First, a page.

John O'Neill founded that town, May 12, 1874, and it was named in his honour. After he left the scenes of his last military expedition he promoted his last grandiose scheme.

* Mr. Roy P. Johnson was a member of the editorial staff of The Fargo Forum; a specialist in the history of the Red River Valley, the State of Minnesota and the frontier movements of population west of the Mississippi River.

St. Vincent Round House

My grandmother Elizabeth Fitzpatrick sometimes mentioned a 'round house' as I was growing up. It was long gone by the time my mother was born, let alone me. But it had been a significant feature of the town at one time.

Due to managerial judgement calls made my railroad men in smoke-filled back rooms somewhere in St. Paul, the St. Vincent Round House would fade into history...

Round House Of St. Vincent
by Bobbi Jo Schulte
[A historical essay by an area student]

Mr. Ed Krues, a resident of St. Vincent, would walk to work every day. What was this man's job and what made it so significant?

Perhaps this man's job began with the starting of railroads, or you could say, it started with a man's dream. A man's dream of railroads in the north which developed, and they called this railroad line, The Great Northern.

In was James J. Hill's dream. His dream was to put railroads through and through they came. Through to St. Vincent, through to Emerson, and right into Winnipeg the Flyer would go.

The Great Northern owners had big dreams for the railroad. When the road reached St. Vincent, they planned to build over the Red River coming from the West. The Northern Pacific was to meet them on the North Dakota side. Together, these railroads would build a bridge over the Red River.

Among the great plans for the railroad was the inclusion of a round house, to be located at St. Vincent, Minnesota, where the engines could be repaired.

The men who built this round house made it of wood and iron beams. This was done so that the building wouldn't burn. Fortunately, there were no fires that happened while the railroad operated the round house. A turning table was included in the round house which was used to turn the trains around.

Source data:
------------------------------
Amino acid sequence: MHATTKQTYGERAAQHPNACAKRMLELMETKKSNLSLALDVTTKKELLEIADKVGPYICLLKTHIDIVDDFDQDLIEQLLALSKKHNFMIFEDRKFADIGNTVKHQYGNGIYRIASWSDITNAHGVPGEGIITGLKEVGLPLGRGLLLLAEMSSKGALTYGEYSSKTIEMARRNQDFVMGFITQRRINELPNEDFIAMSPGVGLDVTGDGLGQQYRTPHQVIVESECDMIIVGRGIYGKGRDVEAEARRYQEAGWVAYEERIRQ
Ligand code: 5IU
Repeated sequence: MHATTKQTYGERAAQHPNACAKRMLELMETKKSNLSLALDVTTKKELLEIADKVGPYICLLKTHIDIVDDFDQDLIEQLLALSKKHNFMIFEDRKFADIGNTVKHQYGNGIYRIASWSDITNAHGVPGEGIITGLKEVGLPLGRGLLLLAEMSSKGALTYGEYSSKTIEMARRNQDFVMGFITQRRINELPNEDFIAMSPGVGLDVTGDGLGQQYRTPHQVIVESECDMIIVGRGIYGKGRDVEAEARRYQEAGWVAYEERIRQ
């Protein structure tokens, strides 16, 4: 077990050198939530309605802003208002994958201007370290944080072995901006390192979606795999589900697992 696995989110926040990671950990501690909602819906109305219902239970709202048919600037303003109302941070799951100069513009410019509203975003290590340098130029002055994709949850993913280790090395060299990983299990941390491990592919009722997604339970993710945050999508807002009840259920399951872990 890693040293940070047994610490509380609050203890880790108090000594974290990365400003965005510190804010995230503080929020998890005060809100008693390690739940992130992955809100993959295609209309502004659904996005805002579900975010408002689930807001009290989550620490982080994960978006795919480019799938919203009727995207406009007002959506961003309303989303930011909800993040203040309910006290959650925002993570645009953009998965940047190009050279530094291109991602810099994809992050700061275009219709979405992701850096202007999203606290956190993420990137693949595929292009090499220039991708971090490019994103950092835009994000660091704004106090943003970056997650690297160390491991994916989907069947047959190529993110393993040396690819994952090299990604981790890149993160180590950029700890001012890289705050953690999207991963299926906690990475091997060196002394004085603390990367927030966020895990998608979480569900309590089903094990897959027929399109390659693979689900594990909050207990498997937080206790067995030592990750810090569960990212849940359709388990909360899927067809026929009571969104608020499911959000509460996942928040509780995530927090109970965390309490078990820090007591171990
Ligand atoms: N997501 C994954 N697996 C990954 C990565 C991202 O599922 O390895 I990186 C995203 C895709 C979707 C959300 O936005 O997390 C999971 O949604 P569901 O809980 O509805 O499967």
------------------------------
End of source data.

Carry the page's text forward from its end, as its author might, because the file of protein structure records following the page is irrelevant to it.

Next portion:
Mr. Krues's job would begin when the trains would come in. The trains come in from the east so that the engines would face west. The engine of the train would be left here.

In order to keep the trains running, an employee of the railroad was stationed at the round house. Mr. Krues was this man who had to keep these engines going. He and the other man, Bill Buckly, would feed the engines with coal during the night so that the fires wouldn't die out during this time.

Mr. Bill Gooselaw can remember when he was a child, that he and some other children would ride on the "cow catcher" to the round house. There they would get off and walk back home. They weren't supposed to be doing it, but it sure was fun.
In front of the trains there is a piece of iron that is shaped in a "r" It got its name from the purpose it was to serve, the cow catcher. If the cows were on the track, it would shoo them off. In the process of shooing them off, it would usually break the cows leg or injure it in some way.

The Great Northern trains would usually come north from Crookston and stop at the round house in St. Vincent for a new crew and a new engine. The men of this crew would stay in St. Vincent at different homes that would take them in.

Before this time, there was a Great Northern Hotel in St. Vincent. But by the time that the round house was built, this hotel had been torn down all except the kitchen. The residents of St. Vincent called this kitchen the "Great Kitchen" because of its size. A few of the men, however, would stay there in this kitchen.

The Flyer would go to Winnipeg and then get another fresh crew and come back to St. Vincent. Here the crew that they left would go on and the "Canadian" crew that was on it would stay at St. Vincent. They also traded engines again.

The engines in the round house would be turned around until it faced the east. In front of the St. Vincent elevator at this time there was a "y" track. After the engines were faced to the east, they would be driven on the "y" track and then would go north up to Winnipeg or south to Crookston.

Unfortunately, the Great Northern plans didn't work out as had been planned. The Central Pacific and Great Northern never joined together to build this line over the Red River. Because of this, there was no more need for the round house. In the year of 1902, the round house of St. Vincent was torn down. What could have been a great railroad round house is no more, and now the Great Northern train goes through St. Vincent [ed. note: actually the edge of town, by the 'junction'; and it's the Burlington Northern now...] without even a stop until it reaches Winnipeg.

Bibliography: Gooselaw, Eli - Interview, January 23, 1971

St. Vincent Firehall

Another historical essay by a Humboldt-St. Vincent student, written in the 1960's, tells of a significant fixture in the village of St. Vincent - the St. Vincent firehall. The firehall was still there when I was growing up, but was eventually torn down after the last flood before the dike went up, sometime after 1966.